Most governments in Africa, seeing the political mobilisation of ethnicity as a threat, have rejected the use of ethnic differences as an explicit basis for political representation. The one prominent exception is Ethiopia, which since 1991 has imposed a system of ethnic-based federalism that offers each ethnic group the right of ‘self-determination’. This book provides a detailed empirical study of this system at work in the complex multiethnic environment of southern Ethiopia. It finds that ethnic self-rule, in combination with the power politics of an authoritarian regime, has produced both intended and unintended outcomes. While arguably easing large-scale ethnic conflicts, it has led to ‘ethnicisation’ of local socioeconomic disputes and to sharper inter-ethnic and intra-ethnic divides, often to the disadvantage of historically marginalised groups.
The Politics of Ethnicity in Ethiopia
Gufu Oba, Norwegian University of Life Sciences
In Nomads in the Shadows of Empires, Gufu Oba offers accounts of the outcomes of imperial state contests over trans-frontier treaty, nomads grazing and watering movements, banditry, ethnic conflicts and wars that created lasting legacies along the southern Ethiopian-northern Kenyan frontier.
This is the first book that investigates political banishment in South Africa as well as with a global, historical and comparative focus. It advances understanding of banishment as an old and common practice.
Eric Morier-Genoud (editor), Queen's University Belfast
This book brings together new research on nations and nationalism in Angola, Guinea-Bissau and Mozambique. It provides original case studies as well as a theoretical discussion on the subject.
Kjetil Tronvoll and Tobias Hagmann (editors)
Drawing on nine case studies, this book offers a comparative ethnography of the contested powers that shape democratization in Ethiopia. Focusing on the competitive 2005 elections, the authors analyze how customary leaders, political parties and state officials confronted each other during ...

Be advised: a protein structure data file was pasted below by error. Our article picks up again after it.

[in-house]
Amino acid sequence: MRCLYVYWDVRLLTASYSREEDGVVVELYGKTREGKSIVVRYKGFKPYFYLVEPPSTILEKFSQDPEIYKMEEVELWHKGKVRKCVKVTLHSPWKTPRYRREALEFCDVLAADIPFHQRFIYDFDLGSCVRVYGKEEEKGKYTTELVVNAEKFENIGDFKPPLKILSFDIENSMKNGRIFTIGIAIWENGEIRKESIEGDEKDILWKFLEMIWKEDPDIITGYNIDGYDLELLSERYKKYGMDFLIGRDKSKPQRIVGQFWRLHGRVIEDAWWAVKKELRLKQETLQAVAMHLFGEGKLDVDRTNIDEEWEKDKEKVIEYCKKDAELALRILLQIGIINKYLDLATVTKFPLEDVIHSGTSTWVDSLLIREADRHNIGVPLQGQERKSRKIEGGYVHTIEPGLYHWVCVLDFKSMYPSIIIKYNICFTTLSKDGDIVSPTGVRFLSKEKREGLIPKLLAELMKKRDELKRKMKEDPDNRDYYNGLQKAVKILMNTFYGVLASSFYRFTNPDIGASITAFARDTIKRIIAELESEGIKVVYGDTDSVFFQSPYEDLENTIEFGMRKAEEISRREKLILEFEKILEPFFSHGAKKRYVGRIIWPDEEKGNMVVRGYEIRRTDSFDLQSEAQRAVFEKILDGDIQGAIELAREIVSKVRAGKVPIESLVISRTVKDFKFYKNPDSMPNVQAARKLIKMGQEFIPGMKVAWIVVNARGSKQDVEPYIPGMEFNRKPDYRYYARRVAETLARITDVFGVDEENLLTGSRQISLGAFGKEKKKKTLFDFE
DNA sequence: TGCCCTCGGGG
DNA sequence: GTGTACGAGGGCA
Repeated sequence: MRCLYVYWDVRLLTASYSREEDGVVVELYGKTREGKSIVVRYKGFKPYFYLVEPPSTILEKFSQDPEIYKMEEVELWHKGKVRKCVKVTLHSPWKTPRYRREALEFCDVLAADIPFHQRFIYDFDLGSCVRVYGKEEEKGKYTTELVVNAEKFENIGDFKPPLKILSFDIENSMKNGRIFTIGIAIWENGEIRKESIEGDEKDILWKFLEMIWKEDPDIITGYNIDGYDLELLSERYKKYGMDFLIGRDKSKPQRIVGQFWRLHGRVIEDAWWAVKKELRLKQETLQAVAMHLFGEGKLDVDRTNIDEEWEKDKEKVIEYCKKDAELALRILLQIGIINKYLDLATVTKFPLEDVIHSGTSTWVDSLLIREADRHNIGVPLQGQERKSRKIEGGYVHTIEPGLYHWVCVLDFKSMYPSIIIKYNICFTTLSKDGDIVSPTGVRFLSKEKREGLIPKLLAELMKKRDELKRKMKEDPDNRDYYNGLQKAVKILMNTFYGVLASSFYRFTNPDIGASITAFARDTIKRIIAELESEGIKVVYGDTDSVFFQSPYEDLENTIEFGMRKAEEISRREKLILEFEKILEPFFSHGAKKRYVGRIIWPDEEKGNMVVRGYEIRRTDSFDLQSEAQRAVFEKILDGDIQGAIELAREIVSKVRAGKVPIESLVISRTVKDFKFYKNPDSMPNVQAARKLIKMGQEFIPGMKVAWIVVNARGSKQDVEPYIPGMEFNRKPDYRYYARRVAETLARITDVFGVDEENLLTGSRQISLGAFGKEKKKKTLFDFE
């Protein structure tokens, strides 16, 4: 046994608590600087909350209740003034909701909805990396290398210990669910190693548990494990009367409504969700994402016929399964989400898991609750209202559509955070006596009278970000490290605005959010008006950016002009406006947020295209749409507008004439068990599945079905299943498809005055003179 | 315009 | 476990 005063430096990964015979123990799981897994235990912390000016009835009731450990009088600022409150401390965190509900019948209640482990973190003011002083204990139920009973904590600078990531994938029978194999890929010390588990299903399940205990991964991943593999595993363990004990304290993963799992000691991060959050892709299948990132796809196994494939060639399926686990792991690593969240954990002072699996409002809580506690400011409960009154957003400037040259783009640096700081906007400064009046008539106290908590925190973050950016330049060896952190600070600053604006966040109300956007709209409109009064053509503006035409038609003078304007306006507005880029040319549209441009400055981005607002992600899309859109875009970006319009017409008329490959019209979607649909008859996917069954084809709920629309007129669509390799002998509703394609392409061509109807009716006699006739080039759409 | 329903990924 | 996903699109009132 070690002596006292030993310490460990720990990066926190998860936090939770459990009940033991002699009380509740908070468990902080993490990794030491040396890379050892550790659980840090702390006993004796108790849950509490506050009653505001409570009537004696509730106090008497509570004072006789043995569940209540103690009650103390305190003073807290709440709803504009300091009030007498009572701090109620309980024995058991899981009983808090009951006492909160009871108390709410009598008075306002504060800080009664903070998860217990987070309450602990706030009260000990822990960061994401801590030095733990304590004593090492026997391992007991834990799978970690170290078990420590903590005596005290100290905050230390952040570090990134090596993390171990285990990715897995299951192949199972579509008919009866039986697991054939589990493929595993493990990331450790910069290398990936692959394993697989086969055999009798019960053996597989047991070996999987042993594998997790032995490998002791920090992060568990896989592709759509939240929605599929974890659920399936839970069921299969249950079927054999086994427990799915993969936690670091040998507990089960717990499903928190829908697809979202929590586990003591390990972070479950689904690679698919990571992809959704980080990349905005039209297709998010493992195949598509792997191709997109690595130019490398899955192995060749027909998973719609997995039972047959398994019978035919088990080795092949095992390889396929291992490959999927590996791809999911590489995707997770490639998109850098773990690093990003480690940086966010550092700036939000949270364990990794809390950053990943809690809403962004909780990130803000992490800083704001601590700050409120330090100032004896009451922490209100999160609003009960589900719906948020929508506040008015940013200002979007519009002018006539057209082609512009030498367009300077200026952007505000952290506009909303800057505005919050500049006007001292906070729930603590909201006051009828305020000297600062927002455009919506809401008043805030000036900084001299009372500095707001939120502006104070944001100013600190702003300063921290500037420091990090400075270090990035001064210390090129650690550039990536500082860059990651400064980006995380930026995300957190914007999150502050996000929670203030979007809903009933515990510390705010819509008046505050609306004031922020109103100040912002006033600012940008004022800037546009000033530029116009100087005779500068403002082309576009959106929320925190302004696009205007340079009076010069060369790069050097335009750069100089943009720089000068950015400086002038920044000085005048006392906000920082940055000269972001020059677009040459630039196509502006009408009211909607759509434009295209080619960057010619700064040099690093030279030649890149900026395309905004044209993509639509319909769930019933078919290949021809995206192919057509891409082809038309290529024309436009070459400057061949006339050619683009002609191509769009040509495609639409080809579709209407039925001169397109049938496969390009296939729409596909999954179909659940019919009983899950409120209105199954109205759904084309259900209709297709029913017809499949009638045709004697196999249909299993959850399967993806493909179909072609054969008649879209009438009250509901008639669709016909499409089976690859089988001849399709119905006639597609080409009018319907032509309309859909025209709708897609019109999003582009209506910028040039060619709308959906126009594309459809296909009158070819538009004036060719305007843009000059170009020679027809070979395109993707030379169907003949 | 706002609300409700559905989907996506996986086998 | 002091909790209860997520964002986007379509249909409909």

Can ‘traditional’ leaders and institutions help to build more legitimate, accountable and effective governments in polities or ‘states’ under (re)construction? This book investigates the fascinating case of “Somaliland”, the 20-year old non-recognized state which emerged from Somalia’s conflict ...
Jacqueline Knörr and Wilson Trajano Filho (eds.)
This book conceptualizes integration and conflict as interrelated dimensions of social interaction impacted by specific historical experiences. Contributions aim at a better understanding of the social mechanisms affecting processes of integration and conflict at the local, national and regional ...
Edited by Anne Haour and Benedetta Rossi
Drawing on anthropology, linguistics, economic history, and archaeology, this book offers a compelling portrait of the emergence and evolution of Hausa identity in West Africa.
Edited by Tobias Haller
African Floodplains in semi-arid areas are important for local livelihoods but are under pressure and contested. Case studies from Mali, Cameroon, Tanzania, Zambia and Botswana present the change in the management of common pool resources in these wetlands and provide a comparative ...
Challenging portrayals of West African female farmers as a homogenous group, the present study provides an ethnographic account of the contractual relations established between female hosts and migrants, in the exchange of land and labour for agrarian production in The Gambia.
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